The Rivian truck tested in Nebraska showed almost no damage to the cab’s interior after slamming into the concrete barrier, Stolle said. 

In response to the release of the test results on Wednesday, Rivian Automotive Inc. noted that the truck used in the testing received a 2023 Top Safety Pick+ award, the highest tier award issued by the Insurance Institute for Highway Safety.

But the entire purpose of guardrails, found along tens of thousands of miles of roadway, is to help keep passenger vehicles from leaving the road, said Michael Brooks, executive director of the American non-profit Center for Auto Safety.

Guardrails are intended to keep cars from careening off the road at critical areas, such as over bridges and waterways, near the edges of cliffs and ravines, and over rocky terrain, where injury and death in an off-the-road crash are much more likely.

«Guardrails are kind of a safety feature of last resort,» Brooks said. «I think what you’re seeing here is the real concern with EVs — their weight. There are a lot of new vehicles in this larger-size range coming out in that 7,000-pound [3,175 kg] range. And that’s a concern».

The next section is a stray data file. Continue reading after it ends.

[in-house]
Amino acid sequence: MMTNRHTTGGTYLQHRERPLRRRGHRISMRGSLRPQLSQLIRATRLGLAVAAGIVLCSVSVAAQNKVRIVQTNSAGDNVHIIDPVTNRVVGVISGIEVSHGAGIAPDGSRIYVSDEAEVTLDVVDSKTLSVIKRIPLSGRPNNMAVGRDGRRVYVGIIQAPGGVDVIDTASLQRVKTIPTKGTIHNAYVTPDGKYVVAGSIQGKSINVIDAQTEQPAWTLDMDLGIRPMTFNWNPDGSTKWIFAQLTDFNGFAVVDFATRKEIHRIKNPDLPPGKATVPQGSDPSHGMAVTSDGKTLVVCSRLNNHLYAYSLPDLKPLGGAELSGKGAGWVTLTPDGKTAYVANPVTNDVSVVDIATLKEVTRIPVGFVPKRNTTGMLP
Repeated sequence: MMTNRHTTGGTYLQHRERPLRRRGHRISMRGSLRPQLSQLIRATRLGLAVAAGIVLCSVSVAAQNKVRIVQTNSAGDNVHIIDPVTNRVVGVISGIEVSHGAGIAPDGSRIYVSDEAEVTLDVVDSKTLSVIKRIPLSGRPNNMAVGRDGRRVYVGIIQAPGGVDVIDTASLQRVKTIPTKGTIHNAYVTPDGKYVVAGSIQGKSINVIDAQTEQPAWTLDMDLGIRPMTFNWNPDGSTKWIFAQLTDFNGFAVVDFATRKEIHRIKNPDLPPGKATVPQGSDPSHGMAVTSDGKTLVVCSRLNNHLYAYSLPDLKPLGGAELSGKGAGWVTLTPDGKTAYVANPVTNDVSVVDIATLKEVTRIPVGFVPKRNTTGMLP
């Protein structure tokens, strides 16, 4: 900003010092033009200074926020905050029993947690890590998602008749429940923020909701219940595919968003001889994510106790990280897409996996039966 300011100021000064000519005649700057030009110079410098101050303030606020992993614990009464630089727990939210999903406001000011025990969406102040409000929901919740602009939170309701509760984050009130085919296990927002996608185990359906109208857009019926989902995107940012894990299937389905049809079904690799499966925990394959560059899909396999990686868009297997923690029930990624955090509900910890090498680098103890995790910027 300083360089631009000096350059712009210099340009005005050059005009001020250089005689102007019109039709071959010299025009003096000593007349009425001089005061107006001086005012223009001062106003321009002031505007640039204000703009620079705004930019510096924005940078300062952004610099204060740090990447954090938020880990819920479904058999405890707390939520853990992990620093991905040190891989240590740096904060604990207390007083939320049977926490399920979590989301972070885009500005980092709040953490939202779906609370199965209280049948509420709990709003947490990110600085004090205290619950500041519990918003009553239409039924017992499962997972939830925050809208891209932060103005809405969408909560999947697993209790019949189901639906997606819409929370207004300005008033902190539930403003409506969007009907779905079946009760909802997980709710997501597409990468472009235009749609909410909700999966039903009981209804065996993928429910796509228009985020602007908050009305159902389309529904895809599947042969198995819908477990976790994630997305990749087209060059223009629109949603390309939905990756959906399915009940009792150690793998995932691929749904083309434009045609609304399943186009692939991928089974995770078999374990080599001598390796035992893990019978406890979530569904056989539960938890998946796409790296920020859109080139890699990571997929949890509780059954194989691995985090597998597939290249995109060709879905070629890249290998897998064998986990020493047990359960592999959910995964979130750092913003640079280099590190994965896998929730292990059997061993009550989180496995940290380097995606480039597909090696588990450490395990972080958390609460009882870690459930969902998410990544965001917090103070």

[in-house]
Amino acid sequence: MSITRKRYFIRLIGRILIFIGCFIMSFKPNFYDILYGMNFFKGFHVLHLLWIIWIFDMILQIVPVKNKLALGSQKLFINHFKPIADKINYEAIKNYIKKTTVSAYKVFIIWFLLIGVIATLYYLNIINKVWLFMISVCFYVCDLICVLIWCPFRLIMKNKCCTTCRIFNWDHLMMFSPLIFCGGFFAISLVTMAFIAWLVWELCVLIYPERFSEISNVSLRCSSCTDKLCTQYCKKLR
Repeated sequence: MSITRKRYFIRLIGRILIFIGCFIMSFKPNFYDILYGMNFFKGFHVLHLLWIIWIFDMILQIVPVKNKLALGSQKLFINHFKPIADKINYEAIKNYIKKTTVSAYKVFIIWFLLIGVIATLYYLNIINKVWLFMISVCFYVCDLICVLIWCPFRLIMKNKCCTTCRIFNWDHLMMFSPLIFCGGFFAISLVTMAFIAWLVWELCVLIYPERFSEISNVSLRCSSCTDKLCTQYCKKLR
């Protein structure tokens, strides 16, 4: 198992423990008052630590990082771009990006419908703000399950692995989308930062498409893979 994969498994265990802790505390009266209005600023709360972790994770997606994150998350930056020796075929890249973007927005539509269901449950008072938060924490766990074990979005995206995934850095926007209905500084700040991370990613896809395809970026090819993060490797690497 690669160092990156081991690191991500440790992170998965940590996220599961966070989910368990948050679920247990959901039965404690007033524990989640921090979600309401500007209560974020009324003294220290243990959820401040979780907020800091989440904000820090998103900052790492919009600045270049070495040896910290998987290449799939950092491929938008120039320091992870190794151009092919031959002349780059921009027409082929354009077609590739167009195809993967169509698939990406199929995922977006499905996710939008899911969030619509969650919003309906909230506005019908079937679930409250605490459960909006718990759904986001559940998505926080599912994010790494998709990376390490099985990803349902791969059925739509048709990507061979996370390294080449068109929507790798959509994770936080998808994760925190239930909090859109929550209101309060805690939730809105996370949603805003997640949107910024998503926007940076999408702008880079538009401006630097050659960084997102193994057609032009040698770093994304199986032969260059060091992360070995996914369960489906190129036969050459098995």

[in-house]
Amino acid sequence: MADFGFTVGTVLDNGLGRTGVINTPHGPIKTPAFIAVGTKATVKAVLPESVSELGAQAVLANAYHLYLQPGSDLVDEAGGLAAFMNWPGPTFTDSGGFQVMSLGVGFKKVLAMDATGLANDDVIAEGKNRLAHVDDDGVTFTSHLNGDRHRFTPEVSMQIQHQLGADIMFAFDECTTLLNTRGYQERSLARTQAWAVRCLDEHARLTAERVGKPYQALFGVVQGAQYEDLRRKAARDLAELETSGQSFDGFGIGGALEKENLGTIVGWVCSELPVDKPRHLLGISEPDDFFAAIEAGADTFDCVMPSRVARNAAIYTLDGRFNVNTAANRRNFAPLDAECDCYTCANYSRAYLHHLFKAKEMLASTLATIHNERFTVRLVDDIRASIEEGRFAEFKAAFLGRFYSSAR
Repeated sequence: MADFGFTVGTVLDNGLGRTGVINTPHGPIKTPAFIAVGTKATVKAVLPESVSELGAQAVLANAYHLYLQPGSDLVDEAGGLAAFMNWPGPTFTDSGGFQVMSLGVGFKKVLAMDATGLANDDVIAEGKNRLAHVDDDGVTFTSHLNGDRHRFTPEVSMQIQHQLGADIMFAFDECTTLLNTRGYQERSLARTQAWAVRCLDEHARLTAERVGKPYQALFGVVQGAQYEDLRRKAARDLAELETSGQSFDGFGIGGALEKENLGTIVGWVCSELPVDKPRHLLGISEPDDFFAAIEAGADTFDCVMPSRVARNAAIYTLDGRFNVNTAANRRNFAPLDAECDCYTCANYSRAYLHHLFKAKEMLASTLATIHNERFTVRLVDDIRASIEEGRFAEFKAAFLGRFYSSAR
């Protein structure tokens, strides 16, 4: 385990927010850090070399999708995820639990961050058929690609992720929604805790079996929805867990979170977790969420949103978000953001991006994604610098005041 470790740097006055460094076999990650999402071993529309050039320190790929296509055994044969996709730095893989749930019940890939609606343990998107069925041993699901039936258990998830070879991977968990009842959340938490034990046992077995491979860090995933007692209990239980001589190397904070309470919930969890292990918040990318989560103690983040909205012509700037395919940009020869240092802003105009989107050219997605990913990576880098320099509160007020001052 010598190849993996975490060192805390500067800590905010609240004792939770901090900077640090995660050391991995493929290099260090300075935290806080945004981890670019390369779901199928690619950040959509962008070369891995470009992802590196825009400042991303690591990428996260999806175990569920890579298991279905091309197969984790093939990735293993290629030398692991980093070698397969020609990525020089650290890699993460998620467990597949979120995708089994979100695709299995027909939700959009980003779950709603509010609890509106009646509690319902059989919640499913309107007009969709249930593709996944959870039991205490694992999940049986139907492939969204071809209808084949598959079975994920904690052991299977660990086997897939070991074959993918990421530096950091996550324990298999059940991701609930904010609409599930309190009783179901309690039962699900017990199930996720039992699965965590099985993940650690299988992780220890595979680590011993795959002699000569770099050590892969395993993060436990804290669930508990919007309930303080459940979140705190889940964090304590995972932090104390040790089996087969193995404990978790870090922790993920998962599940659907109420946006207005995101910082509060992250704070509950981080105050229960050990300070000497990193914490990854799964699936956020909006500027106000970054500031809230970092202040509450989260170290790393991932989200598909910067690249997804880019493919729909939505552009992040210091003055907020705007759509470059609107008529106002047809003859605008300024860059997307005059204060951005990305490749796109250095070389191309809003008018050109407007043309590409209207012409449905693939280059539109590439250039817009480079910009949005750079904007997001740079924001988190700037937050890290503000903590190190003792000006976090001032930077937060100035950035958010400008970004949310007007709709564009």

Barriers no match for heavier EVs

The preliminary crash test sponsored by the US Army Corps of Engineers’ Research and Development Center also involved a Tesla sedan crash, in which the sedan lifted the guardrail and passed under it. The tests showed the barrier system is likely to be overmatched by heavier electric vehicles, officials said.

The extra weight of electric vehicles comes from their outsized batteries needed to achieve a travel range of about 300 miles (480 kilometers) per charge.

«So far, we don’t see good vehicle-to-guardrail compatibility with electric vehicles,» Stolle said.

More testing, involving computer simulations and test crashes of more electric vehicles, is planned, he said, and will be needed to determine how to engineer roadside barriers that minimize the effects of crashes for both lighter gas-powered vehicles and heavier electric vehicles.

«Right now, electric vehicles are at or around 10 per cent of new vehicles sold, so we have some time,» Stolle said. «But as EVs continue to be sold and become more popular, this will become a more prevalent problem. There is some urgency to address this».